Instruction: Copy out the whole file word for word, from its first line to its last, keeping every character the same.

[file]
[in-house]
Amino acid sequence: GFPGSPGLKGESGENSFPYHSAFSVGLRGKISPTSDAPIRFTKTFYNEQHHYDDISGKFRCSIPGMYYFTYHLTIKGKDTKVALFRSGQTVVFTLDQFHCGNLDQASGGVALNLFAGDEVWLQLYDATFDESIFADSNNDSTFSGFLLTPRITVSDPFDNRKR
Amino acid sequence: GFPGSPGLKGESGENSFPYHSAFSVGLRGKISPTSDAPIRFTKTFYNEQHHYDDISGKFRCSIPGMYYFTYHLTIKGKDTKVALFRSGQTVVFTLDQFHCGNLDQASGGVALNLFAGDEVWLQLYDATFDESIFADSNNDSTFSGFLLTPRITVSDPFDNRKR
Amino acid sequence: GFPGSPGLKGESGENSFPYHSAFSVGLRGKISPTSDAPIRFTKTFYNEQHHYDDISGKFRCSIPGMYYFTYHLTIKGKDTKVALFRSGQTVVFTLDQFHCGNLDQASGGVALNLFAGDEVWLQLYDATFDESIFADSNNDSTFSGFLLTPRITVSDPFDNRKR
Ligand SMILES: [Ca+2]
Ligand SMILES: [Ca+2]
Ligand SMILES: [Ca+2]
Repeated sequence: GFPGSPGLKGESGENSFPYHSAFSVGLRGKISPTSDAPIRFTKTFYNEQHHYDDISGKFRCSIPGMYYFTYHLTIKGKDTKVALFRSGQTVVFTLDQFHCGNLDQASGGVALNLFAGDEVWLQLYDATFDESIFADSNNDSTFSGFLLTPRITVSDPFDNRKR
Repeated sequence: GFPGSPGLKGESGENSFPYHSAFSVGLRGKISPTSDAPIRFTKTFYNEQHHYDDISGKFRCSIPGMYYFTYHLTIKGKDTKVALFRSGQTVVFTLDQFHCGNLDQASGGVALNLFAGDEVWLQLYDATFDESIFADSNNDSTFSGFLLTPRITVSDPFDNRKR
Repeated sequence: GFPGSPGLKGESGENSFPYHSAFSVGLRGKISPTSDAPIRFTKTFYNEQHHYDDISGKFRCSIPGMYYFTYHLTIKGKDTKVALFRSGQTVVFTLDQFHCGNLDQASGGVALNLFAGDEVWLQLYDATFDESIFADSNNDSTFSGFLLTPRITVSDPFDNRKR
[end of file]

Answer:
[in-house]
Amino acid sequence: GFPGSPGLKGESGENSFPYHSAFSVGLRGKISPTSDAPIRFTKTFYNEQHHYDDISGKFRCSIPGMYYFTYHLTIKGKDTKVALFRSGQTVVFTLDQFHCGNLDQASGGVALNLFAGDEVWLQLYDATFDESIFADSNNDSTFSGFLLTPRITVSDPFDNRKR
Amino acid sequence: GFPGSPGLKGESGENSFPYHSAFSVGLRGKISPTSDAPIRFTKTFYNEQHHYDDISGKFRCSIPGMYYFTYHLTIKGKDTKVALFRSGQTVVFTLDQFHCGNLDQASGGVALNLFAGDEVWLQLYDATFDESIFADSNNDSTFSGFLLTPRITVSDPFDNRKR
Amino acid sequence: GFPGSPGLKGESGENSFPYHSAFSVGLRGKISPTSDAPIRFTKTFYNEQHHYDDISGKFRCSIPGMYYFTYHLTIKGKDTKVALFRSGQTVVFTLDQFHCGNLDQASGGVALNLFAGDEVWLQLYDATFDESIFADSNNDSTFSGFLLTPRITVSDPFDNRKR
Ligand SMILES: [Ca+2]
Ligand SMILES: [Ca+2]
Ligand SMILES: [Ca+2]
Repeated sequence: GFPGSPGLKGESGENSFPYHSAFSVGLRGKISPTSDAPIRFTKTFYNEQHHYDDISGKFRCSIPGMYYFTYHLTIKGKDTKVALFRSGQTVVFTLDQFHCGNLDQASGGVALNLFAGDEVWLQLYDATFDESIFADSNNDSTFSGFLLTPRITVSDPFDNRKR
Repeated sequence: GFPGSPGLKGESGENSFPYHSAFSVGLRGKISPTSDAPIRFTKTFYNEQHHYDDISGKFRCSIPGMYYFTYHLTIKGKDTKVALFRSGQTVVFTLDQFHCGNLDQASGGVALNLFAGDEVWLQLYDATFDESIFADSNNDSTFSGFLLTPRITVSDPFDNRKR
Repeated sequence: GFPGSPGLKGESGENSFPYHSAFSVGLRGKISPTSDAPIRFTKTFYNEQHHYDDISGKFRCSIPGMYYFTYHLTIKGKDTKVALFRSGQTVVFTLDQFHCGNLDQASGGVALNLFAGDEVWLQLYDATFDESIFADSNNDSTFSGFLLTPRITVSDPFDNRKR